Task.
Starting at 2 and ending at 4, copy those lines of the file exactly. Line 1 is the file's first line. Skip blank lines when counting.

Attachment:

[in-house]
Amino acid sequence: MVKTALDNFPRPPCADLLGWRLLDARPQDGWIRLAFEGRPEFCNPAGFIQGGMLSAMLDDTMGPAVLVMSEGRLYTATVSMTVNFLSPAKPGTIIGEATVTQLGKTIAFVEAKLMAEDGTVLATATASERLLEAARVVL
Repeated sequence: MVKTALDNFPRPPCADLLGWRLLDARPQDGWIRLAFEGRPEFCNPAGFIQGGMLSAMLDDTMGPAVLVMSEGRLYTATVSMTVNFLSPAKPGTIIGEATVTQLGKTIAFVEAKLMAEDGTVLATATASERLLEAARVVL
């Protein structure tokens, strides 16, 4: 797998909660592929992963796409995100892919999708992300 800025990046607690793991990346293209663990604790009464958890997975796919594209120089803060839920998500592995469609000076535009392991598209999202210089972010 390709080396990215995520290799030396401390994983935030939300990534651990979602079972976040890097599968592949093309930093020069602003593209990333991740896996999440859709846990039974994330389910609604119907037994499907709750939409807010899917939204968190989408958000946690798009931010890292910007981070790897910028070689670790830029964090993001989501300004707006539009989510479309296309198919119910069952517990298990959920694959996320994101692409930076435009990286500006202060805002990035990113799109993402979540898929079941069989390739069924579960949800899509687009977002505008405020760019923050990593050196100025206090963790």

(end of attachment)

Amino acid sequence: MVKTALDNFPRPPCADLLGWRLLDARPQDGWIRLAFEGRPEFCNPAGFIQGGMLSAMLDDTMGPAVLVMSEGRLYTATVSMTVNFLSPAKPGTIIGEATVTQLGKTIAFVEAKLMAEDGTVLATATASERLLEAARVVL
Repeated sequence: MVKTALDNFPRPPCADLLGWRLLDARPQDGWIRLAFEGRPEFCNPAGFIQGGMLSAMLDDTMGPAVLVMSEGRLYTATVSMTVNFLSPAKPGTIIGEATVTQLGKTIAFVEAKLMAEDGTVLATATASERLLEAARVVL
């Protein structure tokens, strides 16, 4: 797998909660592929992963796409995100892919999708992300 800025990046607690793991990346293209663990604790009464958890997975796919594209120089803060839920998500592995469609000076535009392991598209999202210089972010 390709080396990215995520290799030396401390994983935030939300990534651990979602079972976040890097599968592949093309930093020069602003593209990333991740896996999440859709846990039974994330389910609604119907037994499907709750939409807010899917939204968190989408958000946690798009931010890292910007981070790897910028070689670790830029964090993001989501300004707006539009989510479309296309198919119910069952517990298990959920694959996320994101692409930076435009990286500006202060805002990035990113799109993402979540898929079941069989390739069924579960949800899509687009977002505008405020760019923050990593050196100025206090963790």